More optimistically: politicians generally care about being re-elected. Situations of corruption on a local level are more easily noticeable than those on national level, thus unless the political competition is zero, it's more likely that the guy will think about it twice. (I'm not making this stuff up - there's a good deal of models that have been created and tested on the matter).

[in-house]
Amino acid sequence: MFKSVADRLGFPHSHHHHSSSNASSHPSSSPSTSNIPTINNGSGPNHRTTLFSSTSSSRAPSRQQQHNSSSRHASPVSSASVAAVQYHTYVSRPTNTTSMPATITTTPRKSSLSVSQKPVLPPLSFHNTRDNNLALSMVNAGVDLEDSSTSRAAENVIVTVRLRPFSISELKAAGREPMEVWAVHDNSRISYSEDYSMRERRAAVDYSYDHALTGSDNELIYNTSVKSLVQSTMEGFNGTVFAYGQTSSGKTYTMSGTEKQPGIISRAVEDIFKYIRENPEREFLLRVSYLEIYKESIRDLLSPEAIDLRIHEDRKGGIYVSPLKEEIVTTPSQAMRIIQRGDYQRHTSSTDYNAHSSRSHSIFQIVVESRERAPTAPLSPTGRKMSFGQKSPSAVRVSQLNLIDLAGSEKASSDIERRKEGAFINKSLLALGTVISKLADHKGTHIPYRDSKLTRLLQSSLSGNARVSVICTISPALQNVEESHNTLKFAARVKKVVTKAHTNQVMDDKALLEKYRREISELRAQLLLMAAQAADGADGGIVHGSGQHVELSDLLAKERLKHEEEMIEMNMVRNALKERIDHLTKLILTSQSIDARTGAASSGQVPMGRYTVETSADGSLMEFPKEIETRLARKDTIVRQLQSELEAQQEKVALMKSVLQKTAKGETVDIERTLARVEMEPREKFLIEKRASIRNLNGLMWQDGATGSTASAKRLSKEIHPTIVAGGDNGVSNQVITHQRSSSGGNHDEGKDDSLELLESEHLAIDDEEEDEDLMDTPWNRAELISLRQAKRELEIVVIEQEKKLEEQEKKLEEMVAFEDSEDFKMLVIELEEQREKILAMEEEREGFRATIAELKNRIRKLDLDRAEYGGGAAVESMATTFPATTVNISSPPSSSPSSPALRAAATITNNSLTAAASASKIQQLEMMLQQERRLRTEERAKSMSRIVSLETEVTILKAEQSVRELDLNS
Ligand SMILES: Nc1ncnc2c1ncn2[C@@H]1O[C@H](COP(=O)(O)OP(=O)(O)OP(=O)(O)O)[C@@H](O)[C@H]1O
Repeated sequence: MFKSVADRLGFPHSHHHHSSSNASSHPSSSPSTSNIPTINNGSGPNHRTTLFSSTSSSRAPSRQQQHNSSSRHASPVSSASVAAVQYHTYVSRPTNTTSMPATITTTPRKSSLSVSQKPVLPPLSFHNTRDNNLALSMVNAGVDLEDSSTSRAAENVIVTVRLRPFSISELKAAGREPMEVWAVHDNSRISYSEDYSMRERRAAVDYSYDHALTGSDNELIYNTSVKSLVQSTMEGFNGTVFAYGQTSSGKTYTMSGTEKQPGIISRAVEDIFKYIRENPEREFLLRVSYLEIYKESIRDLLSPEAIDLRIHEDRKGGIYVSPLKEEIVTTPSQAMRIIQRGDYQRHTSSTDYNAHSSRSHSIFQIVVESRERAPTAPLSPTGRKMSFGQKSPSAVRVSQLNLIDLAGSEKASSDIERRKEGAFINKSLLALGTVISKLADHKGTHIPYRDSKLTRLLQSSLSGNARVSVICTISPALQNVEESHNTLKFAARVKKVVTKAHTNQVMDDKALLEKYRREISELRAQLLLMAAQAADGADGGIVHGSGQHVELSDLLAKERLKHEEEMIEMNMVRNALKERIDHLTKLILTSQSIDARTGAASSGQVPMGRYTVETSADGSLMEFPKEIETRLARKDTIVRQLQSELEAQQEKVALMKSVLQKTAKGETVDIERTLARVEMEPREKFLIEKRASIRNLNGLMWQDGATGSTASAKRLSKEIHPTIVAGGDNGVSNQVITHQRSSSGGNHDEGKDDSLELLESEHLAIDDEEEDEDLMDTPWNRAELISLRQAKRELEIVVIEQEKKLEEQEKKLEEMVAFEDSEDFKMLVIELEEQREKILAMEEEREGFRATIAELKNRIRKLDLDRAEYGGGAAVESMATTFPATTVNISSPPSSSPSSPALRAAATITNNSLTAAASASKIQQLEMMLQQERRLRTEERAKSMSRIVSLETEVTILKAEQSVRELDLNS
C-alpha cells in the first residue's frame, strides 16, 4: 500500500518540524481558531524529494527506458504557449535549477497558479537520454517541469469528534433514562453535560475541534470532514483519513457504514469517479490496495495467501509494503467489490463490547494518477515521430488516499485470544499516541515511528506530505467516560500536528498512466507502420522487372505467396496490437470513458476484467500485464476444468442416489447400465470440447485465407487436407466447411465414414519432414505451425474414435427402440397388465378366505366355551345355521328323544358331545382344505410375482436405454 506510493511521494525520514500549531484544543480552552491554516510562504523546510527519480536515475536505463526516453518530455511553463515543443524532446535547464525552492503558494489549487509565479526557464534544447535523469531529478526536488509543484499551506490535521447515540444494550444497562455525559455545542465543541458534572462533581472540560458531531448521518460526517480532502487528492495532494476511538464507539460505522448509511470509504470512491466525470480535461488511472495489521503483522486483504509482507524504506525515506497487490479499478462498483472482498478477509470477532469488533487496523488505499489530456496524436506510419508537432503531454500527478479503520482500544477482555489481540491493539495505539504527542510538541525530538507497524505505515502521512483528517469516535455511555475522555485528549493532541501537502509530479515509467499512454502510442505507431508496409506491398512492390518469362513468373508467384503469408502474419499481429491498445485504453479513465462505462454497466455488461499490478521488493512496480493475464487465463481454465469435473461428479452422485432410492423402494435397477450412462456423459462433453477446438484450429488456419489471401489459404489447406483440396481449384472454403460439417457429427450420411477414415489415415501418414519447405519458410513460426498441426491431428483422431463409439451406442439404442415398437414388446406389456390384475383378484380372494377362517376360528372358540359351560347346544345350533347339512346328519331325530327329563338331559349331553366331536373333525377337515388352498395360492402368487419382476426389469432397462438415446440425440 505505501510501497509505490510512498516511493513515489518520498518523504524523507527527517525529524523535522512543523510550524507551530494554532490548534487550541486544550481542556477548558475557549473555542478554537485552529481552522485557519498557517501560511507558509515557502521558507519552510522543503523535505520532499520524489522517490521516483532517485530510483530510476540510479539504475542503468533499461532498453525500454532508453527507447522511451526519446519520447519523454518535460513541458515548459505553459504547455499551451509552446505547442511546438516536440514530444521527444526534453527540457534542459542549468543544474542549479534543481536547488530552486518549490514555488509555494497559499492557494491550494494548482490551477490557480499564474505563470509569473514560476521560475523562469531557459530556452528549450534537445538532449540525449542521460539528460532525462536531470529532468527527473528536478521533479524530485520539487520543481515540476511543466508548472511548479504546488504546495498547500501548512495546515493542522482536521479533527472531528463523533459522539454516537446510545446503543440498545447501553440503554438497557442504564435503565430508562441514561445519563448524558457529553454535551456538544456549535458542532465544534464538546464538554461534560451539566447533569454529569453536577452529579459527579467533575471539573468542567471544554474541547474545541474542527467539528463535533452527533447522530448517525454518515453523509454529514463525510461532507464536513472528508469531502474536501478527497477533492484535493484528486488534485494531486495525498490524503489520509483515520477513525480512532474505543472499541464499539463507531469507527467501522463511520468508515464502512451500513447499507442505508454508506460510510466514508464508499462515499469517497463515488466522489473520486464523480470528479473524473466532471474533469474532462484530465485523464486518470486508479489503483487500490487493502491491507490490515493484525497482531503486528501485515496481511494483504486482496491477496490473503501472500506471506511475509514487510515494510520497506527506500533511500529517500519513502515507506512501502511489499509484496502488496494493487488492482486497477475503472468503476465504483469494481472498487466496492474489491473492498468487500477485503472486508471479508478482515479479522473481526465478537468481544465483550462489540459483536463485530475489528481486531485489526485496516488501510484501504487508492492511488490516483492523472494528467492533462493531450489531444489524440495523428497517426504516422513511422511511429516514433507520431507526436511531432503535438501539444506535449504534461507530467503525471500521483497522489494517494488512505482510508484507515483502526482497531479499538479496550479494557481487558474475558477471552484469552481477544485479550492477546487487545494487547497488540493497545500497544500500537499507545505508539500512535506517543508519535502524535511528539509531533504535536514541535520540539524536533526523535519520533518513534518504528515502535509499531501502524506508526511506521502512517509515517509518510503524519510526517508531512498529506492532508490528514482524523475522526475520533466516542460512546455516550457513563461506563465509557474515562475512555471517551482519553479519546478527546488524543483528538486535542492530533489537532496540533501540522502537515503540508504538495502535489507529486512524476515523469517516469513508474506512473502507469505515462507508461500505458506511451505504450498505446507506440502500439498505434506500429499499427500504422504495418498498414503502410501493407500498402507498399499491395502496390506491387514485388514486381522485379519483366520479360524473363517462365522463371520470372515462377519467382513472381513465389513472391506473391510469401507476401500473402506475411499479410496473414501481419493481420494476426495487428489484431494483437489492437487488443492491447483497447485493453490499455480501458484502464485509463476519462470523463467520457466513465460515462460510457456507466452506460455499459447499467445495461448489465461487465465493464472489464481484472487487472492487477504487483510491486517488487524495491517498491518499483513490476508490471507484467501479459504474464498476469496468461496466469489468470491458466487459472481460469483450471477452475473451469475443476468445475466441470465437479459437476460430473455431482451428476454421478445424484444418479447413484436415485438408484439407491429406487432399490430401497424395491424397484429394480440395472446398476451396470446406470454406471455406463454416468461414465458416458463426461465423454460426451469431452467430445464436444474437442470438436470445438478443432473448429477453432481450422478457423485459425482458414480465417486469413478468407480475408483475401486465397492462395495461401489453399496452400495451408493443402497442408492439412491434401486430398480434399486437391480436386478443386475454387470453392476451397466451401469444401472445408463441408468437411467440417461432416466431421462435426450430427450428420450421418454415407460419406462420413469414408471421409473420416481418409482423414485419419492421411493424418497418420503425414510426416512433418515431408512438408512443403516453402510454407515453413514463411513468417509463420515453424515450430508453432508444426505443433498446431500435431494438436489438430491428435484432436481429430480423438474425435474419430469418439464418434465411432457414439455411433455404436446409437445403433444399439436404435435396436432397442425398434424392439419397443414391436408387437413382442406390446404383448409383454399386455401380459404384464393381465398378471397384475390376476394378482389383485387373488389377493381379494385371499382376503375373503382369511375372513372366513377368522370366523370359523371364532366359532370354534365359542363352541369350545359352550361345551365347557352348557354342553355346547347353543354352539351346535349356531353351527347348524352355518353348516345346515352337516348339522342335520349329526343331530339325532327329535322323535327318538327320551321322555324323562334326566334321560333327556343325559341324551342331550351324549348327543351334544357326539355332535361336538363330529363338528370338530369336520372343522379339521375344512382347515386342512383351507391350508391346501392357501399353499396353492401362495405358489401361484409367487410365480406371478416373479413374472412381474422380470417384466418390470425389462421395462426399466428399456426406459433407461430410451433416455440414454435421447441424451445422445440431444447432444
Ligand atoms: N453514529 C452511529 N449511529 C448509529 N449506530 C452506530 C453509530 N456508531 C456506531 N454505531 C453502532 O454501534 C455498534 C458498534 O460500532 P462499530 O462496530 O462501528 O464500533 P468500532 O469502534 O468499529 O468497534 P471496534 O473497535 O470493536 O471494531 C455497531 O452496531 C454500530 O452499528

Bureucracy: I'm not sure that it'd be much worse than today? I don't know how it works in the US, but here it's full of local offices that are set in place only to act as intermediaries with the central government. Moreoever, even in the worst possible scenario (that is, that the bureucracy costs were higher), the great majority of these costs would be without any doubt directed towards services useful to people living in the given region/city, rather than being aimed at the district that counts most in terms of national votes (which is what happens with centralized government - the district that weighs more, in electoral terms (so usually the most neutral), is guaranteed larger amounts of taxpayer money).